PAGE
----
This installation is a grove of objects that have been carved with my chainsaw out of dead ash trees I felled around my studio along the Cuyahoga River watershed. The emerald ash borer has devastated ash tree populations across the US and I personally have taken down many dead ash that have been wiped out by the borer’s larvae. The objects are a way to visualize the destruction and to remember something that is gone and will never be the same. Like the pandemic, what is lost cannot be brought back and we are forever changed.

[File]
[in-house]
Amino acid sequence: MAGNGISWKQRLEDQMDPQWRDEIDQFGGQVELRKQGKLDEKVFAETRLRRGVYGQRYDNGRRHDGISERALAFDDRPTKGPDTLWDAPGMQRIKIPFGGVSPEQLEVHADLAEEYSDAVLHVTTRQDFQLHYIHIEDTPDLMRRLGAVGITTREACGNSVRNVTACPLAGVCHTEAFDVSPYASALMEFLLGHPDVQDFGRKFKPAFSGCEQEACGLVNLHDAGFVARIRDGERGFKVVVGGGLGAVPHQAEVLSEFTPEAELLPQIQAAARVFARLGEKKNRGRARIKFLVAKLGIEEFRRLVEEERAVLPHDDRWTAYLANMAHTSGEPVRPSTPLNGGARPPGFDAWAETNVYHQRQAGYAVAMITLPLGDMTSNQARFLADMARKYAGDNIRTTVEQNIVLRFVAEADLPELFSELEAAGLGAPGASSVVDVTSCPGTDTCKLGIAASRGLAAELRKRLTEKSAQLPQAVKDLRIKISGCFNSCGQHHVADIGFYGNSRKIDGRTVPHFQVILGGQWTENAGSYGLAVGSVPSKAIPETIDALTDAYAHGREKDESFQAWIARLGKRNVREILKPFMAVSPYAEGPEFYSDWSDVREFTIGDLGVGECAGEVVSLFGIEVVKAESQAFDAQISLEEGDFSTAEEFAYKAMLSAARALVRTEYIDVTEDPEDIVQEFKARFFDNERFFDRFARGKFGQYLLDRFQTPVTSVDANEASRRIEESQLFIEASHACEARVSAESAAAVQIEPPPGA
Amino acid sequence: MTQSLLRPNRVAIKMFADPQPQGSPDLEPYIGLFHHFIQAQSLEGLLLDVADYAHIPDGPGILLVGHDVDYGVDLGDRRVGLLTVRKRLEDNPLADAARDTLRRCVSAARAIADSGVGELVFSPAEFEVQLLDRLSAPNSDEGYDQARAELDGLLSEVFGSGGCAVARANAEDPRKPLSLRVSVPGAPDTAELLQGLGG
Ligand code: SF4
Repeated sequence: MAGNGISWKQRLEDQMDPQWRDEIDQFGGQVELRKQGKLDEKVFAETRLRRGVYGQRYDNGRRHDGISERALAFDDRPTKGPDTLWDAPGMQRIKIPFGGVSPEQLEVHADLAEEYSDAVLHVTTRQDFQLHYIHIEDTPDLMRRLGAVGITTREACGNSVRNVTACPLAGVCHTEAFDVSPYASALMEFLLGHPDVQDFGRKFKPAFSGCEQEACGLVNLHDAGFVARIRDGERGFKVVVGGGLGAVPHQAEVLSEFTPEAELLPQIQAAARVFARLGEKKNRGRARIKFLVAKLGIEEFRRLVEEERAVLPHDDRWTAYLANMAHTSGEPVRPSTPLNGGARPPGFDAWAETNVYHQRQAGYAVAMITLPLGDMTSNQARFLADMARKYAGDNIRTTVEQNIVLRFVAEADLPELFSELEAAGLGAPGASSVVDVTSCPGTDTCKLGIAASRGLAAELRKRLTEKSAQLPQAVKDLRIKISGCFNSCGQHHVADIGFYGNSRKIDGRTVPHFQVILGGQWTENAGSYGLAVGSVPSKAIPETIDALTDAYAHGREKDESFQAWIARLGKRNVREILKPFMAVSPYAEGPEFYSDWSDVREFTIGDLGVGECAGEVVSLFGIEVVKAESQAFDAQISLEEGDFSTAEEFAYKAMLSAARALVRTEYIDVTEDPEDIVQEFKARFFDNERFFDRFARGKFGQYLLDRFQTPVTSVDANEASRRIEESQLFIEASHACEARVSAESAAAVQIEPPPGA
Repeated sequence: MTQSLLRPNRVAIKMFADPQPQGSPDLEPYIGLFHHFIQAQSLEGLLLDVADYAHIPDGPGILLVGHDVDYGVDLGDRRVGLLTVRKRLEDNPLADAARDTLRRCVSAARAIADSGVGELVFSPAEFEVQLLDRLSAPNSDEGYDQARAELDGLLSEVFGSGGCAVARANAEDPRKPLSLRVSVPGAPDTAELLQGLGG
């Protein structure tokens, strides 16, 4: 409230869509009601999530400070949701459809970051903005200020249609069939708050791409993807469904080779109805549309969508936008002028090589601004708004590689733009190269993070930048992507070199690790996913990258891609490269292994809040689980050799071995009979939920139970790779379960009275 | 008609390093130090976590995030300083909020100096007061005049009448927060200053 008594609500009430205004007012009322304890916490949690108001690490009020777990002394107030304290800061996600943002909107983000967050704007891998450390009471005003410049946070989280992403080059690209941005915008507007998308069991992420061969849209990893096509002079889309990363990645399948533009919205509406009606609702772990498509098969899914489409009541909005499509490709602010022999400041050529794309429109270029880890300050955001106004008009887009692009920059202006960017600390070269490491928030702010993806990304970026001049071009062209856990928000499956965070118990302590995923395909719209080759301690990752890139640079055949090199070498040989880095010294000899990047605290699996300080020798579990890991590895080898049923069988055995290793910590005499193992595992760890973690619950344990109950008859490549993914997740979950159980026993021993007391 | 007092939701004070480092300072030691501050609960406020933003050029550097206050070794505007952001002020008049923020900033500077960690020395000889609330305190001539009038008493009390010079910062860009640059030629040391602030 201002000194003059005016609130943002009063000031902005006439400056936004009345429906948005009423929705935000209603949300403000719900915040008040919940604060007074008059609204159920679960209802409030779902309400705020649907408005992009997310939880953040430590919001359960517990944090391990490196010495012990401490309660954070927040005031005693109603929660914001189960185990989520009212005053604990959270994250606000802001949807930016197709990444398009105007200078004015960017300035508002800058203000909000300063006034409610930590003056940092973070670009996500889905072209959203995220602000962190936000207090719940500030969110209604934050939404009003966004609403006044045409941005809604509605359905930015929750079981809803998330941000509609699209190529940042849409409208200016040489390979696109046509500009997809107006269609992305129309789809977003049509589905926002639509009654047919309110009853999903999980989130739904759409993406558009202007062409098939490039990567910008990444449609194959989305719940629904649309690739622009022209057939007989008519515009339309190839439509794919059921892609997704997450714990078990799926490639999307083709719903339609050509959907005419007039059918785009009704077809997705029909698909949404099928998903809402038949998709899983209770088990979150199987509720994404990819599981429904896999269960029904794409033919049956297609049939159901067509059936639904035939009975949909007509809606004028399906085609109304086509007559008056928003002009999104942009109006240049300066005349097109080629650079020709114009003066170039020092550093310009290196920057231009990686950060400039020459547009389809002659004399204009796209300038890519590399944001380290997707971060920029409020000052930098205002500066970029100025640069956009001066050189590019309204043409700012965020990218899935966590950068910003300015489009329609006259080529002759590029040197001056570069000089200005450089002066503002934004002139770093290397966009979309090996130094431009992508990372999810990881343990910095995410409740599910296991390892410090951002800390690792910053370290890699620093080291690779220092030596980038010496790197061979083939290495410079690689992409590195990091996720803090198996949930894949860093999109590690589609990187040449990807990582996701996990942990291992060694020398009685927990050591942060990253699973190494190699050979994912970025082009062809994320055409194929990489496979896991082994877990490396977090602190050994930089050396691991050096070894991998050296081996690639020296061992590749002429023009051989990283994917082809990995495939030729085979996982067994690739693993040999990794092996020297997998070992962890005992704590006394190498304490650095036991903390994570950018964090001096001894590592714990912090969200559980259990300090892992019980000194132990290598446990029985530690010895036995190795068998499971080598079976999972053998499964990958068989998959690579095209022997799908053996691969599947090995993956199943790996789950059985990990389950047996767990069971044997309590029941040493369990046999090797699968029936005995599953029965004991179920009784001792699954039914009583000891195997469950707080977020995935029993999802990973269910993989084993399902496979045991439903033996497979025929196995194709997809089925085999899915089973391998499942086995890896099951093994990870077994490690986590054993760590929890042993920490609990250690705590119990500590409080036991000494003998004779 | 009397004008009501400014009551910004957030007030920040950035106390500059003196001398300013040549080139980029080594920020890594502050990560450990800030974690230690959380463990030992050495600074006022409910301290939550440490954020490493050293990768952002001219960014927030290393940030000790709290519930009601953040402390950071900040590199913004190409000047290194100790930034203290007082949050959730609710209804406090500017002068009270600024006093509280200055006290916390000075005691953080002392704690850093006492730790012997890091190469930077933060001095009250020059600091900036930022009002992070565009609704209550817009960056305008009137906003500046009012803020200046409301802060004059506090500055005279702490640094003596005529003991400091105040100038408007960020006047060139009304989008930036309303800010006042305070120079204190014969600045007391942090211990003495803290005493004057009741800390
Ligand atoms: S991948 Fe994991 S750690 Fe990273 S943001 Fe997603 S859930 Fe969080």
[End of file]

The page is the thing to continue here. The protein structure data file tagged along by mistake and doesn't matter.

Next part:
The shapes of the objects are based on the architecture and shapes of the trees themselves. A softer free-form geometry than some of my previous work, they visualize systems of layering, accumulation, connection, and transference. In some places I have left visible the distinctive trails of the borer. Hand-bent white neon tubes accentuate the shapes and surfaces of the wood while imparting an ethereal atmosphere. Light, as both particle and wave, is simultaneously an extension of the object and an experiential phenomenon of the viewer and their senses. The neon and wood objects combine to create a forest installation that serves as a monument to loss.